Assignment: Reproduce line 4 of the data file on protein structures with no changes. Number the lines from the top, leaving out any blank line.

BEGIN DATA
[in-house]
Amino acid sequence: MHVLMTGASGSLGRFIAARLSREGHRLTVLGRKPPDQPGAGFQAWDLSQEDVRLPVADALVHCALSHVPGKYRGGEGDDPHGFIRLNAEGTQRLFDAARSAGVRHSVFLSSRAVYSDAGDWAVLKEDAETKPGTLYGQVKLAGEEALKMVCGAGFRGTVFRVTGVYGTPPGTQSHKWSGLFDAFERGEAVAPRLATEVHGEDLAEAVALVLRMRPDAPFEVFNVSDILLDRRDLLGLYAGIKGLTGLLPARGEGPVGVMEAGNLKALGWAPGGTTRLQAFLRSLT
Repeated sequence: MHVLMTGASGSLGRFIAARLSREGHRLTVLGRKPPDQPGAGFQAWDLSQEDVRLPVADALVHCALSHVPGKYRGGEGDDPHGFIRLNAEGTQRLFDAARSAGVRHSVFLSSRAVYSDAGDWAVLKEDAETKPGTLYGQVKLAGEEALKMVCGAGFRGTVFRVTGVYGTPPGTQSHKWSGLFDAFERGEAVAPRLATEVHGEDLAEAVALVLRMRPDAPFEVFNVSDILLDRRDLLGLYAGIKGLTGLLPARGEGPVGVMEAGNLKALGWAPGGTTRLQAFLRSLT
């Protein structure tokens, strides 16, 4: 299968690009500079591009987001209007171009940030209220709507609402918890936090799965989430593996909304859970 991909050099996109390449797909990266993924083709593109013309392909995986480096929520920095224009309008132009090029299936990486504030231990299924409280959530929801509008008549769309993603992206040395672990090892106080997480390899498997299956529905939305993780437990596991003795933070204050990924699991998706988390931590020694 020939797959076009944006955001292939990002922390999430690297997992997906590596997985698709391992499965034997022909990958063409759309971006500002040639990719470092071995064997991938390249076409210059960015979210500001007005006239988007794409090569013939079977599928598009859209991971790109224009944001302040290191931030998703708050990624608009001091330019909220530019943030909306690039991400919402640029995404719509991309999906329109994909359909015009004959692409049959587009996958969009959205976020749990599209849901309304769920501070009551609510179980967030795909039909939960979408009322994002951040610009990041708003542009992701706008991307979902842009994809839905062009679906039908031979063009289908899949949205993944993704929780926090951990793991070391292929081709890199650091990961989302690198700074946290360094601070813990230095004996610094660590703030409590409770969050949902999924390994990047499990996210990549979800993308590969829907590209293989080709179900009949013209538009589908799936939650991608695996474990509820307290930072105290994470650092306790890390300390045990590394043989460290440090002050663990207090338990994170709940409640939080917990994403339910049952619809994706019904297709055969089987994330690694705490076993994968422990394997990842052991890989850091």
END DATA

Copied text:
């Protein structure tokens, strides 16, 4: 299968690009500079591009987001209007171009940030209220709507609402918890936090799965989430593996909304859970 991909050099996109390449797909990266993924083709593109013309392909995986480096929520920095224009309008132009090029299936990486504030231990299924409280959530929801509008008549769309993603992206040395672990090892106080997480390899498997299956529905939305993780437990596991003795933070204050990924699991998706988390931590020694 020939797959076009944006955001292939990002922390999430690297997992997906590596997985698709391992499965034997022909990958063409759309971006500002040639990719470092071995064997991938390249076409210059960015979210500001007005006239988007794409090569013939079977599928598009859209991971790109224009944001302040290191931030998703708050990624608009001091330019909220530019943030909306690039991400919402640029995404719509991309999906329109994909359909015009004959692409049959587009996958969009959205976020749990599209849901309304769920501070009551609510179980967030795909039909939960979408009322994002951040610009990041708003542009992701706008991307979902842009994809839905062009679906039908031979063009289908899949949205993944993704929780926090951990793991070391292929081709890199650091990961989302690198700074946290360094601070813990230095004996610094660590703030409590409770969050949902999924390994990047499990996210990549979800993308590969829907590209293989080709179900009949013209538009589908799936939650991608695996474990509820307290930072105290994470650092306790890390300390045990590394043989460290440090002050663990207090338990994170709940409640939080917990994403339910049952619809994706019904297709055969089987994330690694705490076993994968422990394997990842052991890989850091």